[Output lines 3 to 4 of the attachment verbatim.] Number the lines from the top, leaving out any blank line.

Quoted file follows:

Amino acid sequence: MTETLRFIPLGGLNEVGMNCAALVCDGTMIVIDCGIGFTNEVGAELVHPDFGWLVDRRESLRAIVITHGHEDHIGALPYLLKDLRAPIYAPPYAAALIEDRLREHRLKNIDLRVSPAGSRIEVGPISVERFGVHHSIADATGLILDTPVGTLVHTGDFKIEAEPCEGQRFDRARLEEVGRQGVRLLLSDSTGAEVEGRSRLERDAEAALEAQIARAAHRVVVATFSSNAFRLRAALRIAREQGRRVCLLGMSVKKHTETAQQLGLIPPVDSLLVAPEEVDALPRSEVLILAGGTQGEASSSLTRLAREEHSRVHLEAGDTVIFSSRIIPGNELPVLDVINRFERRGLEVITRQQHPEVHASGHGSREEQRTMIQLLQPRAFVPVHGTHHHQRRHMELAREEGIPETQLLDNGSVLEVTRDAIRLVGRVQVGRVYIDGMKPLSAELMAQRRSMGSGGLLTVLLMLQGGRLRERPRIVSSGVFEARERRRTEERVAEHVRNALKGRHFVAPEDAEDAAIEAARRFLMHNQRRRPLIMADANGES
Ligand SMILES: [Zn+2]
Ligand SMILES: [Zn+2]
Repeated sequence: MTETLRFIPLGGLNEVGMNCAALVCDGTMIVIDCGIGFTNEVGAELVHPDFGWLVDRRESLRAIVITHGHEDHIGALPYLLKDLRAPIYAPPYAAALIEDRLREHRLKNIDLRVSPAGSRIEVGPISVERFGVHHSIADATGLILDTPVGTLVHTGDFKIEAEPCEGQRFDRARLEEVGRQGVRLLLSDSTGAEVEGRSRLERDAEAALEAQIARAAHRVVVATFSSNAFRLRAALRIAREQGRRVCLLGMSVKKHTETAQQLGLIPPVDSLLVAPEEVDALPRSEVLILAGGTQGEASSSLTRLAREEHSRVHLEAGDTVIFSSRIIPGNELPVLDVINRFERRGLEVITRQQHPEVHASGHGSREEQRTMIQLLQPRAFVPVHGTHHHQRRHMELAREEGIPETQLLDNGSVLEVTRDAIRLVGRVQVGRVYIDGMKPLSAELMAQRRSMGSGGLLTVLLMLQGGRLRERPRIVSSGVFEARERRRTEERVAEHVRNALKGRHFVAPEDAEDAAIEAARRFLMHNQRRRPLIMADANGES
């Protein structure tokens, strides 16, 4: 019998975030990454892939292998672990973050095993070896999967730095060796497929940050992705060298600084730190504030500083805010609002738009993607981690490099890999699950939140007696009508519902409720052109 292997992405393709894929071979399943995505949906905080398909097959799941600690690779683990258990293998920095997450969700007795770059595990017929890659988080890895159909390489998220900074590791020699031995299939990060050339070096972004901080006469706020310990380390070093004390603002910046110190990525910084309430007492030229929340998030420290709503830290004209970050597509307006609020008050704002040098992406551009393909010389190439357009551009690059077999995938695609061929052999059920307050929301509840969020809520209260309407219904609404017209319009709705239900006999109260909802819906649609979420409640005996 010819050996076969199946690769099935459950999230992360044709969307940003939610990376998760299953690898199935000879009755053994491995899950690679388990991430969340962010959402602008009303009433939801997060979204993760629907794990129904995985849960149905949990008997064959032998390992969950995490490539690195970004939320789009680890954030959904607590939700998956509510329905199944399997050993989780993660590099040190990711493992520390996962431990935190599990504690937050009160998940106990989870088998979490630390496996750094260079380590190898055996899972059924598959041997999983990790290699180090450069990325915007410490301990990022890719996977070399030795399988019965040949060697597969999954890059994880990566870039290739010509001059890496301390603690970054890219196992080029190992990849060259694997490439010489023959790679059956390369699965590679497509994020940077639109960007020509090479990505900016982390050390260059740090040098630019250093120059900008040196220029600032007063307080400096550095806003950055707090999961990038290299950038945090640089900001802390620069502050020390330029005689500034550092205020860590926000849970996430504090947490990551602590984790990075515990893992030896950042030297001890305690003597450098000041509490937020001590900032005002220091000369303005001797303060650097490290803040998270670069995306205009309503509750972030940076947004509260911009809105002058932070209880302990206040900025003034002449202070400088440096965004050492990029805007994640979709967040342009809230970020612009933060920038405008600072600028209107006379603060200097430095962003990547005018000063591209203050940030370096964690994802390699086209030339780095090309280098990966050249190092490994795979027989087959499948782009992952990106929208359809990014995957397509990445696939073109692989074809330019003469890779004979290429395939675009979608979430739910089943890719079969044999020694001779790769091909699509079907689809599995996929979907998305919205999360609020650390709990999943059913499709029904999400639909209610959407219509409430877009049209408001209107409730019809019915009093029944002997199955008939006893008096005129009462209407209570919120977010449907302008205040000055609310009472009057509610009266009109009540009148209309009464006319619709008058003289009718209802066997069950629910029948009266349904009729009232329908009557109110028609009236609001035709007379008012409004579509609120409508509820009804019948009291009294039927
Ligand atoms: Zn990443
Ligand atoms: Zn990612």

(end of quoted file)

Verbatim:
Ligand SMILES: [Zn+2]
Repeated sequence: MTETLRFIPLGGLNEVGMNCAALVCDGTMIVIDCGIGFTNEVGAELVHPDFGWLVDRRESLRAIVITHGHEDHIGALPYLLKDLRAPIYAPPYAAALIEDRLREHRLKNIDLRVSPAGSRIEVGPISVERFGVHHSIADATGLILDTPVGTLVHTGDFKIEAEPCEGQRFDRARLEEVGRQGVRLLLSDSTGAEVEGRSRLERDAEAALEAQIARAAHRVVVATFSSNAFRLRAALRIAREQGRRVCLLGMSVKKHTETAQQLGLIPPVDSLLVAPEEVDALPRSEVLILAGGTQGEASSSLTRLAREEHSRVHLEAGDTVIFSSRIIPGNELPVLDVINRFERRGLEVITRQQHPEVHASGHGSREEQRTMIQLLQPRAFVPVHGTHHHQRRHMELAREEGIPETQLLDNGSVLEVTRDAIRLVGRVQVGRVYIDGMKPLSAELMAQRRSMGSGGLLTVLLMLQGGRLRERPRIVSSGVFEARERRRTEERVAEHVRNALKGRHFVAPEDAEDAAIEAARRFLMHNQRRRPLIMADANGES